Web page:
LITTLE ROCK, Ark. – With the COVID-19 vaccine now available to all Arkansans 16 and up, an increasing number of people are lining up to get the shot.
But the most common factor holding some back is the fear of a bad reaction, very few of which have been recorded in the U.S. since vaccines became widely available.
Although serious reactions are rare (according to the CDC, around 2 to 5 cases per million doses administered), scientists and doctors are still learning all they can about the vaccine with the rollout kicking off only about four months ago.
Now, researchers at UAMS and Arkansas Children’s Hospital hope to discover the actual rate of serious allergic reactions post-vaccine, and who is most at risk for complications.
Arkansas doctors at the two hospitals are taking part in a national study forwarded by the National Institute of Health that seeks to learn more about what leads to bad reactions.
Dr. Akilah Jefferson, an associate professor of pediatrics – allergy and immunology at UAMS and Arkansas Children’s is helping to organize the effort and pinpoint the risk factors for certain groups of people.
“The risk is quite low that you’ll have an issue with these vaccines,” Dr. Jefferson reminds folks. “But the risk of getting COVID and getting sick is much higher.”
She says the study focuses on those who already have severe allergies – people who could be prone to serious reactions from the vaccine such as anaphylaxis.
These include those allergic to things like peanuts, bee stings, or other drugs and vaccines. “We want to access the true rate of allergic reactions to people who receive those vaccines,” Jefferson said.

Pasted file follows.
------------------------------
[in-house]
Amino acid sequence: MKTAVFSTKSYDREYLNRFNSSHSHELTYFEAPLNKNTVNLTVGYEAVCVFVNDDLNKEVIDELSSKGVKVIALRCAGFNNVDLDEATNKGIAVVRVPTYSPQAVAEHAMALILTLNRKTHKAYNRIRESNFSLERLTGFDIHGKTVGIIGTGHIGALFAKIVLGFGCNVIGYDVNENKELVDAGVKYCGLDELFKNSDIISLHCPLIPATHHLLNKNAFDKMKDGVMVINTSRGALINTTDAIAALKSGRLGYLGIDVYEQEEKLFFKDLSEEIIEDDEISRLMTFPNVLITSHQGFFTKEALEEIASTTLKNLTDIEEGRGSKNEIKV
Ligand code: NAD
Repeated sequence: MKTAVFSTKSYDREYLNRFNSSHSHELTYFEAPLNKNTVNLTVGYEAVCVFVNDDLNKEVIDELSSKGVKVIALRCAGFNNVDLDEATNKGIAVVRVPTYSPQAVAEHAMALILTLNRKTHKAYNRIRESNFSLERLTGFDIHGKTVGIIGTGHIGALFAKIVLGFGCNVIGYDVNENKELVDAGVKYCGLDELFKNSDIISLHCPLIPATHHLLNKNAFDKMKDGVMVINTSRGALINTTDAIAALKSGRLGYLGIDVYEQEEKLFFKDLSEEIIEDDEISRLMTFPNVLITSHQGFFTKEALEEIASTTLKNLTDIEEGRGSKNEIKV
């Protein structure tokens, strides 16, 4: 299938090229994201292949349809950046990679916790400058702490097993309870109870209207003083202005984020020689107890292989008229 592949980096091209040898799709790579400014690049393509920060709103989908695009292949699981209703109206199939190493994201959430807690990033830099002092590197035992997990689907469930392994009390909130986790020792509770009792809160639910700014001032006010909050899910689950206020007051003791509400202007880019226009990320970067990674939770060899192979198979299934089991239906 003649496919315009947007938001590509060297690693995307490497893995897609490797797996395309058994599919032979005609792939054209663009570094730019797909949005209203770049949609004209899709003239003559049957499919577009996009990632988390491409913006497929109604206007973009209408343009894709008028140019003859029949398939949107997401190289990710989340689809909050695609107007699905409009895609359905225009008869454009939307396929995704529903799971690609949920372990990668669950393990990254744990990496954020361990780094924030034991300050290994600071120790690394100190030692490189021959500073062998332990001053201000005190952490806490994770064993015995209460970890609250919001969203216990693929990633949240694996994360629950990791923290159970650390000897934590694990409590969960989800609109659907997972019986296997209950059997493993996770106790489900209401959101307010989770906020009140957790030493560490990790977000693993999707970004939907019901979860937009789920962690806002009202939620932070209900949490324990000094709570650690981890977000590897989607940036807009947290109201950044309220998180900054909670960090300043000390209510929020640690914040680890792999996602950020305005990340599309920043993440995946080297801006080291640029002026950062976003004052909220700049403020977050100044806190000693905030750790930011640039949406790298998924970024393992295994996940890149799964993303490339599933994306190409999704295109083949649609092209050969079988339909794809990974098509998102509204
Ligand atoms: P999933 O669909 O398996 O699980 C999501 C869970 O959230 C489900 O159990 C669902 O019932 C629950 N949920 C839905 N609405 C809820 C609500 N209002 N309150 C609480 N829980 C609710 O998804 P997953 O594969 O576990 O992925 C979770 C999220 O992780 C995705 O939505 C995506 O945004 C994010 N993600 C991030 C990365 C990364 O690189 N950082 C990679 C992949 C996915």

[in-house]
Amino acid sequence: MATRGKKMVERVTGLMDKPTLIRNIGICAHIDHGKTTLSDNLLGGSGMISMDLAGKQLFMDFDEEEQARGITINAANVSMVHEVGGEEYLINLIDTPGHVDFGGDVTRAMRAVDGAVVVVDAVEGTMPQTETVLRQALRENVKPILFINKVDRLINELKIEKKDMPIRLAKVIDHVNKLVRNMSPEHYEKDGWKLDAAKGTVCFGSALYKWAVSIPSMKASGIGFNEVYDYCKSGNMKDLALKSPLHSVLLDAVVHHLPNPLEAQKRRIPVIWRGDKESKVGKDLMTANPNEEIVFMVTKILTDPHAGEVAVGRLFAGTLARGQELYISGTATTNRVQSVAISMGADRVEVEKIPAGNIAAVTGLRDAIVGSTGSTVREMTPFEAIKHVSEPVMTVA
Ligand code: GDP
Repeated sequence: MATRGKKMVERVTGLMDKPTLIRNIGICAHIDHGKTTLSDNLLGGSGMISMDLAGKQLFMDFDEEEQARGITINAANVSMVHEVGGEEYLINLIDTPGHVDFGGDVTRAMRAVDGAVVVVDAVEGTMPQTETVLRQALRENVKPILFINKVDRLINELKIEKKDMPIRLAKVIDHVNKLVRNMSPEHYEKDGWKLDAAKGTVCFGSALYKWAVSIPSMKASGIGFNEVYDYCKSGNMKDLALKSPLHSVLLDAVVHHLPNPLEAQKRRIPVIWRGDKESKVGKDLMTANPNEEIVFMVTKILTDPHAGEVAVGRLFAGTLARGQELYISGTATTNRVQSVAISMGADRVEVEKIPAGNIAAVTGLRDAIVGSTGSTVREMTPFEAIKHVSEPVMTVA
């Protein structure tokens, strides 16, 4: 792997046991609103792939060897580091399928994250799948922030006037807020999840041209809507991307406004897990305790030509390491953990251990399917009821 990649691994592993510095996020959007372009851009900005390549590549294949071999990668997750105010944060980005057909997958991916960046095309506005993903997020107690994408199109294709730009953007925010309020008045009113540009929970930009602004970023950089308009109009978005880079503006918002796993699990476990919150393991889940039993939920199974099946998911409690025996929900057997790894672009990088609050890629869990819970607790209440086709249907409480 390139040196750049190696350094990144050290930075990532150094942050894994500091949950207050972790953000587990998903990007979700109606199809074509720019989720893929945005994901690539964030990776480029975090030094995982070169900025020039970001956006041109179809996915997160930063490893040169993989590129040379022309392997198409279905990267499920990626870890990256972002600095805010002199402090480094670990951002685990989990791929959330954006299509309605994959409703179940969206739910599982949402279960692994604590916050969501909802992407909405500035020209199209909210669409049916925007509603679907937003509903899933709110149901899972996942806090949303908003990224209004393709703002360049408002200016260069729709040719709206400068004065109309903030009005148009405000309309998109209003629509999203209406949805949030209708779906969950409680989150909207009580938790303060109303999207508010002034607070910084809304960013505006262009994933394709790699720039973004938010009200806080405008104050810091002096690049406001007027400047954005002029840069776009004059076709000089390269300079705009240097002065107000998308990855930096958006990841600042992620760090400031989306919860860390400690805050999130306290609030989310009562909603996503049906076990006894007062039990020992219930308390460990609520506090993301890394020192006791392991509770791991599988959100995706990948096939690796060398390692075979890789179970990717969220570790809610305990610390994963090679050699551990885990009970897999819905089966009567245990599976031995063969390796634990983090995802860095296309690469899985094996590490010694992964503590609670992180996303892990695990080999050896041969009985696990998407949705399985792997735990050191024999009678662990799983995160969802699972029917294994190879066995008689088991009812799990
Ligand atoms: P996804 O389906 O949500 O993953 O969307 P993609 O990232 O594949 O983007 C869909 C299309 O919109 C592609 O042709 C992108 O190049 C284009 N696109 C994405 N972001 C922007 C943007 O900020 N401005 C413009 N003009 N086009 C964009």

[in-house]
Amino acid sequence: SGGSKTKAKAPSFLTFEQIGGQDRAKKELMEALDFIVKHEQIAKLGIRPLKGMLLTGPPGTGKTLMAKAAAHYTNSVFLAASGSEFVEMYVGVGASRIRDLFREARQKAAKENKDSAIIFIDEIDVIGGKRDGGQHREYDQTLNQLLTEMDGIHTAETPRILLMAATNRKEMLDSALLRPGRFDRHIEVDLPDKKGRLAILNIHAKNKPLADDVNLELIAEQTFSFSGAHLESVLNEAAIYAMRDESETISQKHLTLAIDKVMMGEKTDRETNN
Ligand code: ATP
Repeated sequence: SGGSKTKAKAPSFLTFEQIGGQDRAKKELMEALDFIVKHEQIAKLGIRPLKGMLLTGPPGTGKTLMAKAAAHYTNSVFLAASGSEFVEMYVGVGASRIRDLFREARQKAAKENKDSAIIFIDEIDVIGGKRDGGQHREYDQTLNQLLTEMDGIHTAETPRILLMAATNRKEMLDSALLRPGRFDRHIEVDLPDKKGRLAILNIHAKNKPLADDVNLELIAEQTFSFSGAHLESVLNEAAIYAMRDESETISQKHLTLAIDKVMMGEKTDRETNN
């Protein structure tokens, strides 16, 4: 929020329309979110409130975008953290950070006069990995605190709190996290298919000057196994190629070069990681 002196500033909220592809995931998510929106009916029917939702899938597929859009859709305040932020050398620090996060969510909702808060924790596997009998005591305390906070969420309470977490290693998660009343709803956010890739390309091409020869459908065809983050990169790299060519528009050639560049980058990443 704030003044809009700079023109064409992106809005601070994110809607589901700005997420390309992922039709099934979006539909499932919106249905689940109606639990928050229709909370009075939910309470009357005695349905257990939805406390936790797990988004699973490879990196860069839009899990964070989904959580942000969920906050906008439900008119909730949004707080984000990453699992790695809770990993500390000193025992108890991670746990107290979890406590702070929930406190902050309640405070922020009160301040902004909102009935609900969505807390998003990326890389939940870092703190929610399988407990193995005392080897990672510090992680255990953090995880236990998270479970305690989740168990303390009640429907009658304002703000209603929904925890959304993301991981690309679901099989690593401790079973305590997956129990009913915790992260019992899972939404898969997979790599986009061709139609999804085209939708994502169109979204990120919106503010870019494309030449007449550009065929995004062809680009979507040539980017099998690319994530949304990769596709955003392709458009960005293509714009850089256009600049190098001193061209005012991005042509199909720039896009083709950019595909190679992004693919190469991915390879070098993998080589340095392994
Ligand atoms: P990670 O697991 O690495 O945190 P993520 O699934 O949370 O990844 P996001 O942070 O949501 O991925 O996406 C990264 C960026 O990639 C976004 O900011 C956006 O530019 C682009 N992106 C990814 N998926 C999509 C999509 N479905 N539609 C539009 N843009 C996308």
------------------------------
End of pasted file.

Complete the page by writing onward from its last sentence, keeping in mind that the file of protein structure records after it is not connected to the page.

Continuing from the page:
Although the vaccine has been rolling out to the public for some time, better pinpointing what causes severe allergic reactions in a microscopic portion of the population will help with vaccines down the road, especially if seasonal boosters are in our future.
“We might need to get these same vaccines in a year or six months,” said Dr. Jefferson, “so we need to know this answer.”
But studying these risk factors and focusing on the severe allergic reaction of a few does not make this a dangerous vaccine. For most of the population, having more than a fever or chills post-shot is rare.
“For the Pfizer vaccine, it’s about 5 cases per 1 million shots,” said Jefferson.
For Moderna, the rate is about 2 cases. In comparison, the CDC says a bad reaction to the flu vaccine is about 1 in a million.
So, what should those with allergies do? According to Jefferson, even with that slight risk factor, it’s better to get the shot.
“Those people we still encourage to get the vaccine,” she said.
Those with food and insect allergies should consult with their doctor first, and people allergic to ingredients in the specific COVID vaccine can chat with an allergist as to the best course of action.
Jefferson also reminds people to wait around for at least 15 minutes post-vaccine to watch for any serious side effects, as most occur within that timeframe.
For those with severe allergic reactions, it’s best to wait around 30 minutes.
Those interested in the study can learn more HERE.
Arkansas Children’s and UAMS are looking for applicants 18 to 69 years old who have not received the vaccine yet, and either have a history of severe allergic reactions, mast cell disorders, or those who do not have any allergies at all.
Participants will end the study with both doses of either Pfizer or Moderna and will be compensated for each visit. To register or lean more, call (501)-364-3031.